Pain among veterans with spinal cord injury

Philip M. Ullrich, Mark P. Jensen, John D. Loeser, Diana D. Cardenas, Frances M. Weaver

Research output: Contribution to journalArticlepeer-review

17 Scopus citations


The Department of Veterans Affairs Veterans Health Administration cares for approximately 15% of persons with spinal cord injury (SCI) in the United States. However, the nature and characteristics of pain among veterans with SCI are not well understood. This study used a postal survey to compare veterans with SCI and nonveterans with SCI on pain intensity; pain interference; functioning; and other pain, demographic, and medical characteristics. Veterans tended to be older than nonveterans but these groups were otherwise comparable on demographic and medical variables. Veterans were not significantly different from nonveterans on pain intensity or pain interference. Veterans reported lower levels of functioning than nonveterans and higher levels of pain-related catastrophizing. However, differences in functioning between veterans and nonveterans were attributable to age differences between the groups. In summary, differences between veterans with SCI and nonveterans with SCI were few and small in magnitude, suggesting that veterans with SCI are not at greater risk for pain and pain-related problems. However, pain-related catastrophizing may be a particular concern among veterans with SCI.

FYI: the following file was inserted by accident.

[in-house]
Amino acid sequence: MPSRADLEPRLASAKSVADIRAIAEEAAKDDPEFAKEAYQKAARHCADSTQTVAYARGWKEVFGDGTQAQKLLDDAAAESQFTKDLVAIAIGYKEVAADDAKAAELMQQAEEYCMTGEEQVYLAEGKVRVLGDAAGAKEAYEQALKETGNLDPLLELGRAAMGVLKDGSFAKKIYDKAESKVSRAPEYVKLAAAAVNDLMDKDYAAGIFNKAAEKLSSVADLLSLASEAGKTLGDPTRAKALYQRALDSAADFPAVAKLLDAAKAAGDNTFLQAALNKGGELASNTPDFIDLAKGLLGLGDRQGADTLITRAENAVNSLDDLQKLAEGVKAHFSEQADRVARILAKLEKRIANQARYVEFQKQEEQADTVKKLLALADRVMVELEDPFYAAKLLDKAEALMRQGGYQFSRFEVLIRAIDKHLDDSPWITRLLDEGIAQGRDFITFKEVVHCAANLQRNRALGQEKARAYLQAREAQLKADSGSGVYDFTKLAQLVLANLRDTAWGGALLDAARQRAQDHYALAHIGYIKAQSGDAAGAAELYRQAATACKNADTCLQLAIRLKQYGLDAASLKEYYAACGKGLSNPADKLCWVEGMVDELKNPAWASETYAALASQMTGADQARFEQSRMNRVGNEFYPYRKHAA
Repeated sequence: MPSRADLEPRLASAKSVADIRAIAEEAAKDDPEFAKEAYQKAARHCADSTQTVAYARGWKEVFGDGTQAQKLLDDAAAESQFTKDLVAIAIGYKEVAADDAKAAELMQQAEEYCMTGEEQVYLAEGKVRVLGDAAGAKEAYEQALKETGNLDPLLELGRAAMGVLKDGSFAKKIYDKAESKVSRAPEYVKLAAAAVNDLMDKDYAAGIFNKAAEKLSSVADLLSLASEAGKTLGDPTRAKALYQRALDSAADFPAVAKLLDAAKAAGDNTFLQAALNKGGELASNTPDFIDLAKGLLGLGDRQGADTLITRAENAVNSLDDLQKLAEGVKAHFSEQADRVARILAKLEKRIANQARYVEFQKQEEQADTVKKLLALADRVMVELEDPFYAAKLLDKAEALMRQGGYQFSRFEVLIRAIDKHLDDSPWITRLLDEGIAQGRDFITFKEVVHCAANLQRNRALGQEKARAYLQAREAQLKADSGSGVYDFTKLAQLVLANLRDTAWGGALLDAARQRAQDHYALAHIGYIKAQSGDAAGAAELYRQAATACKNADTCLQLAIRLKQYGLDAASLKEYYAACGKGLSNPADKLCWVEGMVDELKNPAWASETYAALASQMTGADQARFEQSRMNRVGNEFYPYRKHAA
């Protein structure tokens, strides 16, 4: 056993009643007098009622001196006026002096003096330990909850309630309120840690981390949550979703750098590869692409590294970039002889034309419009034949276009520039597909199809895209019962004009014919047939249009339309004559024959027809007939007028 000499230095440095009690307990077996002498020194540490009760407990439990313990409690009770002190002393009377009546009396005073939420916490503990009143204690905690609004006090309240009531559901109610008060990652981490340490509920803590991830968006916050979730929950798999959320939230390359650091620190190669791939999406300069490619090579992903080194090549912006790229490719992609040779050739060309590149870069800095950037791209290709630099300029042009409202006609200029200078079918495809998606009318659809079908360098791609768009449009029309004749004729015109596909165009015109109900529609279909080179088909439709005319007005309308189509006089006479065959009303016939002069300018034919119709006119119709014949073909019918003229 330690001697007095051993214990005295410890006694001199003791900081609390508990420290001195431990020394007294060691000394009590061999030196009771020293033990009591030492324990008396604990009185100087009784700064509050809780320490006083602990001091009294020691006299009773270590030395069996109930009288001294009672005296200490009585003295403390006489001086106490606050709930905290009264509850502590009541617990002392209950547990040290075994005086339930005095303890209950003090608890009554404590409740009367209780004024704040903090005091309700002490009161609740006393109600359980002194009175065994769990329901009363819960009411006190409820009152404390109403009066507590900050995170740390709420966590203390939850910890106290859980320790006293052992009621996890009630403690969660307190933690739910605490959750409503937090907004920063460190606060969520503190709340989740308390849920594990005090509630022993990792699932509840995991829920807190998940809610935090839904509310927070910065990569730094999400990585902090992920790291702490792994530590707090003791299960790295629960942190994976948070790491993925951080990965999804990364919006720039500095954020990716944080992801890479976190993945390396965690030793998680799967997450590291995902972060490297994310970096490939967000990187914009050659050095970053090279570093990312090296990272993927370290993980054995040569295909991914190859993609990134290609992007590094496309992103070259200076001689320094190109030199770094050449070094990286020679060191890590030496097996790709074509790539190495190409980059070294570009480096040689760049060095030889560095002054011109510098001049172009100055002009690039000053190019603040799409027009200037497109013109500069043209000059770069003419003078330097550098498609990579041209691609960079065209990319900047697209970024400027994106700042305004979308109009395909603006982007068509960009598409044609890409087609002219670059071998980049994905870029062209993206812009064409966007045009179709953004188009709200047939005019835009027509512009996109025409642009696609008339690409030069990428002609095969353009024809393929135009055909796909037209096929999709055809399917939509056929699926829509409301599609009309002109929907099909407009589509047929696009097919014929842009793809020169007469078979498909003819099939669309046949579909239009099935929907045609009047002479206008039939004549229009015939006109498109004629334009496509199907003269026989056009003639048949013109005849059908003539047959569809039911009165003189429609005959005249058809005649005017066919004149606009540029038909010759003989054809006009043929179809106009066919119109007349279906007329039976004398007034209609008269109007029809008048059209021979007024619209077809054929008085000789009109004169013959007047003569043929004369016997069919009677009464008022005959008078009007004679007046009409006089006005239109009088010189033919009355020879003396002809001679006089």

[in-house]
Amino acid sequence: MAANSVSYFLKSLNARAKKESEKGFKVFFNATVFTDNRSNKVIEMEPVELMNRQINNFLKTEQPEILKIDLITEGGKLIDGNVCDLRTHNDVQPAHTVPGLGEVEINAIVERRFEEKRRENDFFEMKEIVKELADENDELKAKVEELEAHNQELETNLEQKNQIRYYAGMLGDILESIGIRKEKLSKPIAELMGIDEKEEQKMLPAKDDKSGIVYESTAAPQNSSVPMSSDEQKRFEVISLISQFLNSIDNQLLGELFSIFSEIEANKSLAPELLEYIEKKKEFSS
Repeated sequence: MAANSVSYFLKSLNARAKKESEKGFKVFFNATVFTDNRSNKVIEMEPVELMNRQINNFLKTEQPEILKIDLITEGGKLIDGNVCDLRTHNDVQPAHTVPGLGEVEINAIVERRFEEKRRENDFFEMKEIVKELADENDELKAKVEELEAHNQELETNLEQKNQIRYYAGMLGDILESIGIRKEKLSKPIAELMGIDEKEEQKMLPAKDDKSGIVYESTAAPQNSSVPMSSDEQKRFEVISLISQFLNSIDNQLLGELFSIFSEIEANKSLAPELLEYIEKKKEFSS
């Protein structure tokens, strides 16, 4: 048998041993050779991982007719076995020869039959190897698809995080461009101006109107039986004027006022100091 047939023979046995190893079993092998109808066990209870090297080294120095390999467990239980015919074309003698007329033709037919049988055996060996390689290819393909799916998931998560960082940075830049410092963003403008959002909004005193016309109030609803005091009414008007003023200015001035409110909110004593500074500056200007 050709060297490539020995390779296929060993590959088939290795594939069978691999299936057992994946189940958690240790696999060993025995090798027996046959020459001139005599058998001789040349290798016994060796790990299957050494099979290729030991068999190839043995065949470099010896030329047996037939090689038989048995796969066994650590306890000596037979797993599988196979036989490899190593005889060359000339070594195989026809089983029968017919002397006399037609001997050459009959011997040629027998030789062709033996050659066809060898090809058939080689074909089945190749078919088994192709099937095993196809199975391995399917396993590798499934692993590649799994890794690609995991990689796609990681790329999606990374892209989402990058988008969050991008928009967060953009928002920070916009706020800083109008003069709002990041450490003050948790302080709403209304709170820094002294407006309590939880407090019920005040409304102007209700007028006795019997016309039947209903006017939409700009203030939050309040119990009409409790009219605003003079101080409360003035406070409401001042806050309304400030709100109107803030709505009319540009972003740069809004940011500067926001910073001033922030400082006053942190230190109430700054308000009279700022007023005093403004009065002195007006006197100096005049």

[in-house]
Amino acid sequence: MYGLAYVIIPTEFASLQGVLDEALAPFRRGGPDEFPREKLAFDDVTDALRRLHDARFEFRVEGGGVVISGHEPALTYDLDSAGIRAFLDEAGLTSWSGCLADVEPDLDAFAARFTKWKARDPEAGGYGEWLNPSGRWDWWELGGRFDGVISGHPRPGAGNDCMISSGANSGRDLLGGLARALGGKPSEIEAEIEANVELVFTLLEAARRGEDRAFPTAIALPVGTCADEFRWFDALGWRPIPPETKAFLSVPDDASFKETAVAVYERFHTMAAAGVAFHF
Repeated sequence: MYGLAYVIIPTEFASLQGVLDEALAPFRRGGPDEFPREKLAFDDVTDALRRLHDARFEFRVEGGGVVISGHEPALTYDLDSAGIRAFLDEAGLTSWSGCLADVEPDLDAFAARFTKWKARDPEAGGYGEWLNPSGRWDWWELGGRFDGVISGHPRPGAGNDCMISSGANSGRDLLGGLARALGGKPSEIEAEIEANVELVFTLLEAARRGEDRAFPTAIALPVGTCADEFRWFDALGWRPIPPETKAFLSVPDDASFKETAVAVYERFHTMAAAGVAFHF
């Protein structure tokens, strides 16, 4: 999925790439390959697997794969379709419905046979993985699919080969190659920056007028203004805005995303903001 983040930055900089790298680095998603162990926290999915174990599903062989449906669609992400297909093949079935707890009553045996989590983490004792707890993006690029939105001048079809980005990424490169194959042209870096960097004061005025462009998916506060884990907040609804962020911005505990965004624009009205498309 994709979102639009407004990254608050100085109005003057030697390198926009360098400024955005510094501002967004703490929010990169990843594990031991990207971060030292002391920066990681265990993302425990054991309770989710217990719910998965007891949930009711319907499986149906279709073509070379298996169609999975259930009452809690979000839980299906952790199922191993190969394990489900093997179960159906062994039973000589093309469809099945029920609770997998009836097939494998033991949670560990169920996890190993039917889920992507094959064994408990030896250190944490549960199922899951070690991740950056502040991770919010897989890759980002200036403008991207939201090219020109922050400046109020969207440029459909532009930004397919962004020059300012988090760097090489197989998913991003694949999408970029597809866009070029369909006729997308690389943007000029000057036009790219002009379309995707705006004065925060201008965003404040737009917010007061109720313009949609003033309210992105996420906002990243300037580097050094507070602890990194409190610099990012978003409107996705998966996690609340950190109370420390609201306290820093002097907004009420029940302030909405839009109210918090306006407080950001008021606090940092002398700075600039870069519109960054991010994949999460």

Original languageEnglish (US)
Pages (from-to)793-800
Number of pages8
JournalJournal of rehabilitation research and development
Issue number6
StatePublished - 2008
Externally publishedYes


  • Age
  • Catastrophizing
  • Chronic pain
  • Functioning
  • Pain
  • Pain intensity
  • Pain interference
  • Rehabilitation
  • Spinal cord injury
  • Veterans

ASJC Scopus subject areas

  • Rehabilitation


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